In 2007, the Colorado Medical Society resolved that it “opposes the practice of in-situ and open pit mining of uranium due to the adverse health impact of radioactively contaminated water on our agriculture, livestock and civilian population.” In his 2007 testimony before Congress, Dr. Brugge described “uranium ore … [as] a toxic brew of numerous nasty hazardous materials.”
According to the EPA’s TENORM Report, “Water is perhaps the most significant means of dispersal of uranium and related [radioactive materials] in the environment from mines and mine wastes…Uranium is very soluble in acidic and alkaline waters and can be transported easily from a mine site.” This is bad. No state in which rainfall exceeds evaporation has ever allowed uranium mining within its borders. If Virginia allows uranium mining, it would be the first.
Water is used (and contaminated) in the milling process. In addition, rain falling on waste products from the mining and milling processes picks up radioactive and other toxic elements which can end up and remain in surface and ground waters for thousands of years. In the 1980s, Marline Uranium estimated that the waste pile from their proposed Virginia operation would cover 930 acres, 100 feet deep.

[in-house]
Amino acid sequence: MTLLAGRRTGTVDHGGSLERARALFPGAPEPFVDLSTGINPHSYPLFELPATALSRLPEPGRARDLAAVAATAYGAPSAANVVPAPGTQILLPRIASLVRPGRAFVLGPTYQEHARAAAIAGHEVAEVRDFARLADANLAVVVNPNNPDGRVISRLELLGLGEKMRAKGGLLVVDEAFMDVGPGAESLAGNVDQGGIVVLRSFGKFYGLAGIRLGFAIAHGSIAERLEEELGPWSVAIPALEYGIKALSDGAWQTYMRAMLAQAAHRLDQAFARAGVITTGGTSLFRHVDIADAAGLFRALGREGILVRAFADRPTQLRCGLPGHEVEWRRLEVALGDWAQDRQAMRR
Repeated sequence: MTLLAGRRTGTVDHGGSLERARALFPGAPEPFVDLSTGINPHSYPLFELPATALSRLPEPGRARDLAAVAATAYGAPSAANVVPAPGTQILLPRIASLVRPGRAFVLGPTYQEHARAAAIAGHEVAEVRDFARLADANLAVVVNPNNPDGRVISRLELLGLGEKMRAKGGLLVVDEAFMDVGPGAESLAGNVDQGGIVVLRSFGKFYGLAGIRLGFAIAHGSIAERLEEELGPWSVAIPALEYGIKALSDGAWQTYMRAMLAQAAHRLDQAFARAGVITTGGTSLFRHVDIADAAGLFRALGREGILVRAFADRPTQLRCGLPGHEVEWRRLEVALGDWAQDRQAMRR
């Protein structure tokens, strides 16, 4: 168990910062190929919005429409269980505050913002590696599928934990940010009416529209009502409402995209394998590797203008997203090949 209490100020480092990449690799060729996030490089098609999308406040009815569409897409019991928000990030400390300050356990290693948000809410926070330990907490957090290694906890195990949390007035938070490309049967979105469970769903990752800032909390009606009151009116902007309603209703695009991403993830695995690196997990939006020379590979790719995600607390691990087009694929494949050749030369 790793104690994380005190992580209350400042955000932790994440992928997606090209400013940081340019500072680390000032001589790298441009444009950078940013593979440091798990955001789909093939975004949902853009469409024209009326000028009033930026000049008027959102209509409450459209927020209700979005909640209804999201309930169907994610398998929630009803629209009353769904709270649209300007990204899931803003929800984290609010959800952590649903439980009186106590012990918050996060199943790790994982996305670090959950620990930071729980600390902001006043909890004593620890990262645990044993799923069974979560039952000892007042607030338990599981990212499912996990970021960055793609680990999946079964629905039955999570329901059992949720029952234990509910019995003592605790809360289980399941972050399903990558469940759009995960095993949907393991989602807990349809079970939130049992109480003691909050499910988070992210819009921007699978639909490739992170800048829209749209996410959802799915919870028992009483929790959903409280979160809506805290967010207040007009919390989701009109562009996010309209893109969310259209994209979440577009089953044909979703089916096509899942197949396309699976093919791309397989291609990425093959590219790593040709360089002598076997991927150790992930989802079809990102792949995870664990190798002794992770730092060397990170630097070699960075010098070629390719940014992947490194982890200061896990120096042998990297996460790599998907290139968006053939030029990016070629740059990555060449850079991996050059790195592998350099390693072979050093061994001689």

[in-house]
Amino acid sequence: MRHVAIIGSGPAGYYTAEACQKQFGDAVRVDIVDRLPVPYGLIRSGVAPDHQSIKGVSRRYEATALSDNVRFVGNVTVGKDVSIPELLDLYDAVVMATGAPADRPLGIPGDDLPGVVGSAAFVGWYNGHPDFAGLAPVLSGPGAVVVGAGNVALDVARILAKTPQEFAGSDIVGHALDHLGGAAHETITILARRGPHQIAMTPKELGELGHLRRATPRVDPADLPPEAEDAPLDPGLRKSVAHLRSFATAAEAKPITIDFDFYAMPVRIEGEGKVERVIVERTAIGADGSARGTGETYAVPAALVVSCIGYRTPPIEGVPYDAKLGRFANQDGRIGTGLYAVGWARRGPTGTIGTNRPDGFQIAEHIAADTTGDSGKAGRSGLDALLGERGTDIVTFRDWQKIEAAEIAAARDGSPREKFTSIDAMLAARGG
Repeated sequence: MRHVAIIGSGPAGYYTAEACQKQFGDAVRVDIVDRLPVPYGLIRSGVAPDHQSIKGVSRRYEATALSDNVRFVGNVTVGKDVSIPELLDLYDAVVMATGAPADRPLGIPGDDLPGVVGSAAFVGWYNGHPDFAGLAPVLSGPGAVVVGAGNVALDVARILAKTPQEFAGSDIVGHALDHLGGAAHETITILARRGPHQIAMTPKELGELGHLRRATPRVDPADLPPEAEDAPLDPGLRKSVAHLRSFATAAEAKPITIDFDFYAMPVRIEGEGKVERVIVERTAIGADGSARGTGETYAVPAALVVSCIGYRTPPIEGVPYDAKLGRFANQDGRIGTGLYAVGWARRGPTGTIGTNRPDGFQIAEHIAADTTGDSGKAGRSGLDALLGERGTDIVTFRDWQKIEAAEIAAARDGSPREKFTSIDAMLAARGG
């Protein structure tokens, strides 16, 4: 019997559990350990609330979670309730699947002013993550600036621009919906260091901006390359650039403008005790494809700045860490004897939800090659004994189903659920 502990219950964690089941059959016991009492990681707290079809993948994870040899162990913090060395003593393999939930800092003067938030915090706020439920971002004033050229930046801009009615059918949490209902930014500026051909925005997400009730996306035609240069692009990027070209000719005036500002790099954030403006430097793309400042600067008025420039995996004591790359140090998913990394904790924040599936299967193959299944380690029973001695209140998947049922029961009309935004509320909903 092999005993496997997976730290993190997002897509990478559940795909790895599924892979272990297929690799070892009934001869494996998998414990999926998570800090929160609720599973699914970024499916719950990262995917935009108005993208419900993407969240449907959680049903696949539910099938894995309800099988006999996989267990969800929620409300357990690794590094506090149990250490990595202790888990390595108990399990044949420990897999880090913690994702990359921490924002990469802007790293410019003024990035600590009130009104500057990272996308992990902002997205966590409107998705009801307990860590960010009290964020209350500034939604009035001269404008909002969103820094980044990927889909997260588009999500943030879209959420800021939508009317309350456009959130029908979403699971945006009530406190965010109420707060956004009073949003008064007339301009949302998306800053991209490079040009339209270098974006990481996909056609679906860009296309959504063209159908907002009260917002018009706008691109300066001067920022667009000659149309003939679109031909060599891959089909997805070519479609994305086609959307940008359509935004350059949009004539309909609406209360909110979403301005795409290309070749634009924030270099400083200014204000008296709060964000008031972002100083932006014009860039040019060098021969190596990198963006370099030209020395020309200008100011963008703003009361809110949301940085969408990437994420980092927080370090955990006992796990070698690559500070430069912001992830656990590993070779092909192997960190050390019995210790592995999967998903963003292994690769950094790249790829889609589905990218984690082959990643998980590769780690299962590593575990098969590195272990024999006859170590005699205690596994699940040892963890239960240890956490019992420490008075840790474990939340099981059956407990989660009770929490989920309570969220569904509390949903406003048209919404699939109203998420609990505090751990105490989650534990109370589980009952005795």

Mining and milling the proposed Coles Hill site in Pittsylvania County would generate hundreds of acres of radioactive waste and contaminate millions of gallons of water. To mine uranium safely, hundreds of millions of gallons of contaminated and radioactive water will have to be prevented from running into Virginia streams or leaching into the ground water. Virginia’s most populous communities lie downstream of the uranium leases filed in the 1980s.